• Finding images
      • Finding music
      • Finding fonts
    • Putting it all together—making it lively and seamless
    • How to make them part of a booktalking program
      • Part of live presentations
      • Closed loop on library TVs
      • Have teens create their own

SCHEDULE OF ACTIVITIES AND ASSIGNMENTS

8/21-9/10—Begin reading and viewing the materials available on the website and in your textbooks. Include both information on booktalking and booktrailering. Watch the lecture on how to do booktalks and several of the student presentations. Write down questions and comments for the first Esession discussion. Examine several of the websites listed on the class website and take a look at the articles on reserve. Please include the article I did on the history of booktalking (That was Then, This is Now) and Naomi Bates’ information on her blog about how she makes booktrailers. (Look at booktrailer tech tips, under Labels on the right hand side of the page.) Continue to read and view material on website during the semester to enhance the quality of your performances/presentations. I will let you know when I add new materials. YOU WILL BE DOING MOST OF YOUR BACKGROUND/HOW-TO READING DURING THIS TIME PERIOD, AND THEN APPLY IT DURING THE REST OF THE SEMESTER.

8/21-9/14—Begin working on your first booktalking presentation. Post on the Booktalk 1 Feedback discussion board and get feedback from your colleagues. Rewrite and repost as necessary until you are satisfied with the script. Record your presentation until you are satisfied with it. Include only your talks in the recording: “Hi, I’m Joni Bodart. I’m the YA librarian at the SLIS High School, and I’ve come to talk to you about some books you could use for your free reading or for extra credit.” Then start your talks.

9/11—Attend class or watch the recording—Introduction to class, discussion of booktalking lecture and student performances, Q&A on booktalking, and on the course.

9/15—Turn in first booktalking presentation, once to Booktalk 1 discussion board, once to assignment dropbox.

Turn in link to finish recording and also the script of the booktalks and the description of the group you are talking to and the reasons for the presentation, and the reasons why you chose the specific titles you are including, and why you have included them in a specific order, if you have done so.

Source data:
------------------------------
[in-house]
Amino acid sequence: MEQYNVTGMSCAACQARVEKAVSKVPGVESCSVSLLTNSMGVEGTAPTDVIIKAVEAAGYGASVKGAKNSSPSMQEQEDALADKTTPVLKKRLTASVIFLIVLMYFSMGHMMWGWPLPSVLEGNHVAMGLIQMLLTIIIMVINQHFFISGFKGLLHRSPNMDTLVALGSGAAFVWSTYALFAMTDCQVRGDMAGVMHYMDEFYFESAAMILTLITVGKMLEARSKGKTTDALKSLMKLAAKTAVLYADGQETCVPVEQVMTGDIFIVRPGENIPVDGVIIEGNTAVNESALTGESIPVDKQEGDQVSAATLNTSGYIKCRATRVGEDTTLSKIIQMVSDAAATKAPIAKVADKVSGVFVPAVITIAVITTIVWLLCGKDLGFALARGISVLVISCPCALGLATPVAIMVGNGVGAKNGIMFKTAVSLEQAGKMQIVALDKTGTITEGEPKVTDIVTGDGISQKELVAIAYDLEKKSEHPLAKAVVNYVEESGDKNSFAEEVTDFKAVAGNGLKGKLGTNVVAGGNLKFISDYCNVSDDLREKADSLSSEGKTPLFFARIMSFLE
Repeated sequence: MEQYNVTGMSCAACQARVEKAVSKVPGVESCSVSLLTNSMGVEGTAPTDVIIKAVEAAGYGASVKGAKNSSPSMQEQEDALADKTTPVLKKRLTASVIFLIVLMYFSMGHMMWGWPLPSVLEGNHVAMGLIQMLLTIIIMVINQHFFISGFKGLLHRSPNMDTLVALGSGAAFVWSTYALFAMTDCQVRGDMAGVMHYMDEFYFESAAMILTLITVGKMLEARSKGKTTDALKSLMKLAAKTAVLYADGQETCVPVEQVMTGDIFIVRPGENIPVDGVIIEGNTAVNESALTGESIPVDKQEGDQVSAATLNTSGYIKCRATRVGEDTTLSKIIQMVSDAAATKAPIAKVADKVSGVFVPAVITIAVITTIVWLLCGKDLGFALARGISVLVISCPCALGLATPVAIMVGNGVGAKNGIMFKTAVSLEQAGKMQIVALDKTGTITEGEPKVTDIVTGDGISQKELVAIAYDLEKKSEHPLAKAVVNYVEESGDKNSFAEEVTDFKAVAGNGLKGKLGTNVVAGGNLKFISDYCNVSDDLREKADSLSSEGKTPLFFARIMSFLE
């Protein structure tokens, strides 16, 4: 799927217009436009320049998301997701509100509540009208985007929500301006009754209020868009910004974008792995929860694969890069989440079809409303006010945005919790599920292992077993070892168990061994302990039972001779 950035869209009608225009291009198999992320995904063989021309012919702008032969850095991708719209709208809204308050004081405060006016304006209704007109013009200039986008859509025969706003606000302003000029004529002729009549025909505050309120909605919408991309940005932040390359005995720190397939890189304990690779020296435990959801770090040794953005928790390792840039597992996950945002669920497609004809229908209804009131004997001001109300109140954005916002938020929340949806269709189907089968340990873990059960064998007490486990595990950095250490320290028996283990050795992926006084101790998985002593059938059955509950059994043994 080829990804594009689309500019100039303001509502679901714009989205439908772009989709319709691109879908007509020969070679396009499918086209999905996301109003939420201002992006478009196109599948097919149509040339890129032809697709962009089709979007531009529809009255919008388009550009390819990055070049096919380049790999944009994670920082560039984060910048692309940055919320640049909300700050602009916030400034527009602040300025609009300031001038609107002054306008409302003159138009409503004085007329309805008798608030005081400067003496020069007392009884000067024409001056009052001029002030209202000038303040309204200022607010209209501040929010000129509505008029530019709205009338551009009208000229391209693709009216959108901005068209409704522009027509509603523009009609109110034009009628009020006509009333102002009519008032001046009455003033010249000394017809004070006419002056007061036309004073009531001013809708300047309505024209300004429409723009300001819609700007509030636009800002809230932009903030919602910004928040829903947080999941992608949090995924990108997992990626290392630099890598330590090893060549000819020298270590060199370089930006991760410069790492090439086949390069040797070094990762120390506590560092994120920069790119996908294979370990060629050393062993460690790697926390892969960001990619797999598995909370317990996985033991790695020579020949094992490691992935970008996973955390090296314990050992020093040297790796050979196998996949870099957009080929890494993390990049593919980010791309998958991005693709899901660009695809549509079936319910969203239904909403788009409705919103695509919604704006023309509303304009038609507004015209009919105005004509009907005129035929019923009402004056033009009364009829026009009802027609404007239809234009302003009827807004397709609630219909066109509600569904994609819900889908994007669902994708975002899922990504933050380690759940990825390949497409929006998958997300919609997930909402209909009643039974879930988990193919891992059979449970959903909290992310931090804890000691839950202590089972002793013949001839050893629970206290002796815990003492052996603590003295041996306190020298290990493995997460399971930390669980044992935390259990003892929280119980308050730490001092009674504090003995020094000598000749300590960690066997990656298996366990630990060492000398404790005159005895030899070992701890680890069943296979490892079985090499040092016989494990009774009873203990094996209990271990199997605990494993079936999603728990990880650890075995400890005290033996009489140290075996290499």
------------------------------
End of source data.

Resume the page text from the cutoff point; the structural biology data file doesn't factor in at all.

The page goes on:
9/15-9/22—Watch all presentations, taking notes on things done well and those that need improvement. Begin working on your second booktalking presentation.

9/22—All feedback due on each presentation. Post on Booktalk 1 discussion board.

9/23-10/6—Continue working on second booktalking presentation

9/29—Second booktalking presentation due

9/30-10/6—Watch all presentations, commenting on things done well and those that need improvement. Begin working on your first booktrailer.

10/6—All feedback due on second booktalking presentation, post to Booktalk 2 discussion board

10/7-10/20—Continue to work on first booktrailer.

10/9—Attend class or watch recording. Naomi Bates will be our guest speaker, discussing how to create simple booktrailers, and the best software and websites to use

10/20—Turn in first booktrailer—once to the dropbox, and once to the discussion board for Booktrailer 1.

Turn in the link to the presentation and a paper discussing how you created it, and why you used the book, the software and the websites you used; what the creative process was like; and how successful or unsuccessful you think you were.

10/20-10/27—Watch all presentations, commenting on things done well and those that need improvement. Begin work on third set of booktalks.

10/27—Feedback on first booktrailer due, post to discussion board for Booktrailer 1